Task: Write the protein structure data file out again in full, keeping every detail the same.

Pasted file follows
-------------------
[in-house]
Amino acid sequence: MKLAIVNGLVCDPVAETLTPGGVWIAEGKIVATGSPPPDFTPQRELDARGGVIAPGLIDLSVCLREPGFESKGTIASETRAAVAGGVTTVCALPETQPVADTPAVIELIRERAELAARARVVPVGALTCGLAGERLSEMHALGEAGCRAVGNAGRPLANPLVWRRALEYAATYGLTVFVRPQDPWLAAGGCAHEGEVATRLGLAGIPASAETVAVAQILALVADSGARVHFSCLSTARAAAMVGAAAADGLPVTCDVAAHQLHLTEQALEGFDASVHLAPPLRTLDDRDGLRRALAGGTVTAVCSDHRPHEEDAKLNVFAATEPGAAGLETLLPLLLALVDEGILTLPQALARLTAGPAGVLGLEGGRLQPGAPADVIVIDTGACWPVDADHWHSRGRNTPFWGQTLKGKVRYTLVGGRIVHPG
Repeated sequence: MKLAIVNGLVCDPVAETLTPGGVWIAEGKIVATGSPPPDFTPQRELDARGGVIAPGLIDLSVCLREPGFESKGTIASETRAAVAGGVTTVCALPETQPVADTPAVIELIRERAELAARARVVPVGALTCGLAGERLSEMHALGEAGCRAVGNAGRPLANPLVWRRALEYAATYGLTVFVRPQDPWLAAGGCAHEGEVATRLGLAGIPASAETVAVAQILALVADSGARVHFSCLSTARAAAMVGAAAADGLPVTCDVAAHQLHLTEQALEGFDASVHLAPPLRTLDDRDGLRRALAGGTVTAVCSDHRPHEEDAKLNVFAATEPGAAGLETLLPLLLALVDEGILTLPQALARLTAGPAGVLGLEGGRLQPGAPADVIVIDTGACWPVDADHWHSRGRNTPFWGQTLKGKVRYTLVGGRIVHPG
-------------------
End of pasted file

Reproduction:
[in-house]
Amino acid sequence: MKLAIVNGLVCDPVAETLTPGGVWIAEGKIVATGSPPPDFTPQRELDARGGVIAPGLIDLSVCLREPGFESKGTIASETRAAVAGGVTTVCALPETQPVADTPAVIELIRERAELAARARVVPVGALTCGLAGERLSEMHALGEAGCRAVGNAGRPLANPLVWRRALEYAATYGLTVFVRPQDPWLAAGGCAHEGEVATRLGLAGIPASAETVAVAQILALVADSGARVHFSCLSTARAAAMVGAAAADGLPVTCDVAAHQLHLTEQALEGFDASVHLAPPLRTLDDRDGLRRALAGGTVTAVCSDHRPHEEDAKLNVFAATEPGAAGLETLLPLLLALVDEGILTLPQALARLTAGPAGVLGLEGGRLQPGAPADVIVIDTGACWPVDADHWHSRGRNTPFWGQTLKGKVRYTLVGGRIVHPG
Repeated sequence: MKLAIVNGLVCDPVAETLTPGGVWIAEGKIVATGSPPPDFTPQRELDARGGVIAPGLIDLSVCLREPGFESKGTIASETRAAVAGGVTTVCALPETQPVADTPAVIELIRERAELAARARVVPVGALTCGLAGERLSEMHALGEAGCRAVGNAGRPLANPLVWRRALEYAATYGLTVFVRPQDPWLAAGGCAHEGEVATRLGLAGIPASAETVAVAQILALVADSGARVHFSCLSTARAAAMVGAAAADGLPVTCDVAAHQLHLTEQALEGFDASVHLAPPLRTLDDRDGLRRALAGGTVTAVCSDHRPHEEDAKLNVFAATEPGAAGLETLLPLLLALVDEGILTLPQALARLTAGPAGVLGLEGGRLQPGAPADVIVIDTGACWPVDADHWHSRGRNTPFWGQTLKGKVRYTLVGGRIVHPG